At first Ezra thought it might have been a small child, but the thing moved far too quickly for a toddler’s wobbly gait and the shape was all wrong. It certainly wasn’t a large vulture, even if the tattered cloak it wore suggested it. Ezra shut the door behind him and grabbed a candle, holding it up to try to find the thing.
“…Hello? Who are you? Whatever you are, you can’t be here!”
A bundle of rags in the corner moved and slowly emerged. As the first layer of rags fell away, it became apparent that he was looking at a very small person with black hair and freckled skin, thin and underfed-looking. They barely moved, gawking up at Ezra. While Ezra couldn’t discern the being’s gender, their proportions suggested someone a few years younger than Ezra himself.
“You’re a human, aren’t you.” It sounded ridiculous the moment he spoke the words, yet he knew immediately what he was seeing. Ezra very slowly knelt down onto one knee in order to better address the intruder face to face, realizing he probably loomed in comparison. “There, is this better?”
The human slowly nodded and took a step closer. The voice that came out sounded male and young, hoarse and exhausted. “You’re all so big.”
“I know what it’s like to be loomed over.” Ezra was on the short side; Master Tooth most definitely was not. “But you can’t be here. I mean, you really can’t! How did you even get up here? You didn’t steal away in a roc basket, did you? It’s just…this is unprecedented.”
The boy shook his head, still reluctant to get any closer. “Climbed a beanstalk, sir.”
“A…beanstalk?” There were beanstalks climbing through gardens throughout the Island. They were bigger than the kind that grew on the land, but not by that much.
“Magic beanstalk,” the boy said as if to explain it all. “Old man sold me the beans.”
“Ah. Of course. Why didn’t I think of that.” Ezra rubbed his temples, trying not to dwell on the implication that humans could apparently grow ladders to the heavens out of plants. “Well, you’re here either way. This is…really pretty incredible. A human…! I don’t suppose you have any recipes you wish to share from the Center of the Universe?”
“The Center of the…What?”
“Nevermind. I just thought I’d ask. I’m a cook. Ezra Kettle.” Ezra extended a hand for a handshake, then remembered he had to crouch down again for it to be of any use to the boy. The human shook several of his fingers awkwardly.
“You’re not going to cook me, are you…?”
“…Cook you!?” Ezra remembered the fateful snoring of the Walking Mountain himself down the hall and covered his mouth, repeating himself in a more hushed tone. “Cook you, lad? What sort of creatures do you take us for? We don’t eat humans! You’re intelligent and you’ve got…a face. I mean cows do too, but it’s not the same. What’s your name?”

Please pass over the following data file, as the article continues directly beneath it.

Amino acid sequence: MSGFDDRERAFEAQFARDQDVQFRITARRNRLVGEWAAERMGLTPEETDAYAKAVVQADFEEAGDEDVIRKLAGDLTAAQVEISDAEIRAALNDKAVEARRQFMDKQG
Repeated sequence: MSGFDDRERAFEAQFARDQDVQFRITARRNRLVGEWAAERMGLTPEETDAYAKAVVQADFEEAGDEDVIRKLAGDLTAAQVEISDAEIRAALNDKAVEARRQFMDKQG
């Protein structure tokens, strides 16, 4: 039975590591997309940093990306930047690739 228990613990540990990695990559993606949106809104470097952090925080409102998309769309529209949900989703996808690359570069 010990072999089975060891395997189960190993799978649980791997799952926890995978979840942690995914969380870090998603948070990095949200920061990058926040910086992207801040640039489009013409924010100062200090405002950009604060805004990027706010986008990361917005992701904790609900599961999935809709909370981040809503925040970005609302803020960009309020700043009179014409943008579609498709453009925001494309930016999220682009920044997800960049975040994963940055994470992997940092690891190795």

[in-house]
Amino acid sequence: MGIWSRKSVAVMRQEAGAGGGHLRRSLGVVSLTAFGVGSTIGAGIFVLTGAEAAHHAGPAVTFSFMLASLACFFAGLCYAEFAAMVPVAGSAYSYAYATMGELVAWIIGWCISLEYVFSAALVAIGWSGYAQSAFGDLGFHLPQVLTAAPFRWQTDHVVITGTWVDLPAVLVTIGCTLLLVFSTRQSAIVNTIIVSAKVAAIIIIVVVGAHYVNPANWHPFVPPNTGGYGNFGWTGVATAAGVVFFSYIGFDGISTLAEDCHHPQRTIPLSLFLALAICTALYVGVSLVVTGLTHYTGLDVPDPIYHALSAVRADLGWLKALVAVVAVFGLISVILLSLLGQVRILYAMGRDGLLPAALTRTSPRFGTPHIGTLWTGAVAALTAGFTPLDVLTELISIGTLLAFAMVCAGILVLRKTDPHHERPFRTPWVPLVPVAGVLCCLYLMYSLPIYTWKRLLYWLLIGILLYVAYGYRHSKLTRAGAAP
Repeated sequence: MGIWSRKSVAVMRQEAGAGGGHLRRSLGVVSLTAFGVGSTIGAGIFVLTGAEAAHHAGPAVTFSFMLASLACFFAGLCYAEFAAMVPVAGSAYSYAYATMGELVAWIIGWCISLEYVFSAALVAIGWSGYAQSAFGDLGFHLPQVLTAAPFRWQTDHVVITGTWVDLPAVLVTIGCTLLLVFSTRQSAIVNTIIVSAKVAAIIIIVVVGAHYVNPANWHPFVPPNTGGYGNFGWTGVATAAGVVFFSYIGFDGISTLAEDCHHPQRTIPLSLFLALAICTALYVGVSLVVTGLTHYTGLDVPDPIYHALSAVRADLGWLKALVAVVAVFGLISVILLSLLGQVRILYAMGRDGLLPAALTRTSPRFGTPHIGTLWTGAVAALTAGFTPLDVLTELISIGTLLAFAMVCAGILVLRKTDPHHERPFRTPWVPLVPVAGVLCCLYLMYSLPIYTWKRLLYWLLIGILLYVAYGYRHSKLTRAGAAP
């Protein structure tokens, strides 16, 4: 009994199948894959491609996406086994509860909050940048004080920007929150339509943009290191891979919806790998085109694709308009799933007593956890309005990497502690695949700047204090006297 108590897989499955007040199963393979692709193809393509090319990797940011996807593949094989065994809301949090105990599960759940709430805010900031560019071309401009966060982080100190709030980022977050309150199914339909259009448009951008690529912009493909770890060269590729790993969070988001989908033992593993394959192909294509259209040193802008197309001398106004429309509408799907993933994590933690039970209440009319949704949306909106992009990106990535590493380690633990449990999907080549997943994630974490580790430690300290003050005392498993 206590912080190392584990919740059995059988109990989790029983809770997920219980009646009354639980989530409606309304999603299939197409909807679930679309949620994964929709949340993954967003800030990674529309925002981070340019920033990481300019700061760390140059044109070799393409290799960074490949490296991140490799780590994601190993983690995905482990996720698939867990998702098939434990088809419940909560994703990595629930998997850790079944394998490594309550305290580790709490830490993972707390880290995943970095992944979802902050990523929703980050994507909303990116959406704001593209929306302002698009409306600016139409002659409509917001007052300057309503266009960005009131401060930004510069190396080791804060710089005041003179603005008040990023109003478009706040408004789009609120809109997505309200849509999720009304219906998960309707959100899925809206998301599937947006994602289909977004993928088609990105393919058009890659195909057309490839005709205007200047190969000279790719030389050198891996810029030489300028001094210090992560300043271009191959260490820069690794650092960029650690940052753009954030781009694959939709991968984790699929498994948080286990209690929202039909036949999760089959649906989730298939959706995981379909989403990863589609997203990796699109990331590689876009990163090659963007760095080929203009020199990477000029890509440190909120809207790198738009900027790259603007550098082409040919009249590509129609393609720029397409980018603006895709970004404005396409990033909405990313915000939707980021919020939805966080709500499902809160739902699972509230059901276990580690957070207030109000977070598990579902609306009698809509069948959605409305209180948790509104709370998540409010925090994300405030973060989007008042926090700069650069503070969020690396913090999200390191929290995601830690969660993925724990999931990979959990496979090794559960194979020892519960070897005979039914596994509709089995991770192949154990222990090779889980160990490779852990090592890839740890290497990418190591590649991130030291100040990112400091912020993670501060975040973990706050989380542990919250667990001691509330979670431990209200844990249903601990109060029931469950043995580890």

The ragged boy shuffled his feet. “Jack. I’m Jack Nimble.”
“Jack.” Ezra stood up again and started pacing, giving a worried glance down the hall. “Look. My boss, well, my Master is asleep right now after having drained half the wine stores as usual. If he wakes up and see you, I can’t guarantee he wouldn’t try to bake you in a pie or turn you into bread filling out of sheer sport. I’ve got to put up with him until my family’s debts are paid, but there’s no need for a human to…” He squinted at Jack, noticing the boy’s hollow cheeks.
Sighing, he reached onto a rack and pulled out one of the golden egg custard tarts that hadn’t sold the day before. It was small enough to fit in the palm of Ezra’s chubby hand, its metallic sheen and sugary glaze glinting in the moonlight, but Jack took it eagerly with both hands. He stared up at Ezra in wonder.
“I can eat it, sir? I mean…is this food?”
Ezra rolled his eyes. “Yes, of course! Consider it a free sample.” He sat down at the table and sighed, glancing alternately between the lump of bread dough and Jack eating the tart as if it were a king’s feast. Had it been his own recipe, Ezra thought, Jack would be brought to joyful tears with one taste; then again, he reminded himself, the very hungry rarely had discerning palates. “Listen, Master Nimble. I’m serious when I say you can’t be found when my master wakes up. I’ll give you someplace to sleep nice and hidden, and in the morning I’ll tell him I need to pick something up from the market and bring you to the constables. They’ll send you home with one of the merchants and take care of that beanstalk thing.”
“Won’t be necessary, sir. I can climb back down on my own.” Jack had already finished off half the tart, though he was starting to slow. “Never had something like this! Is there really gold in it? Do giants eat gold?”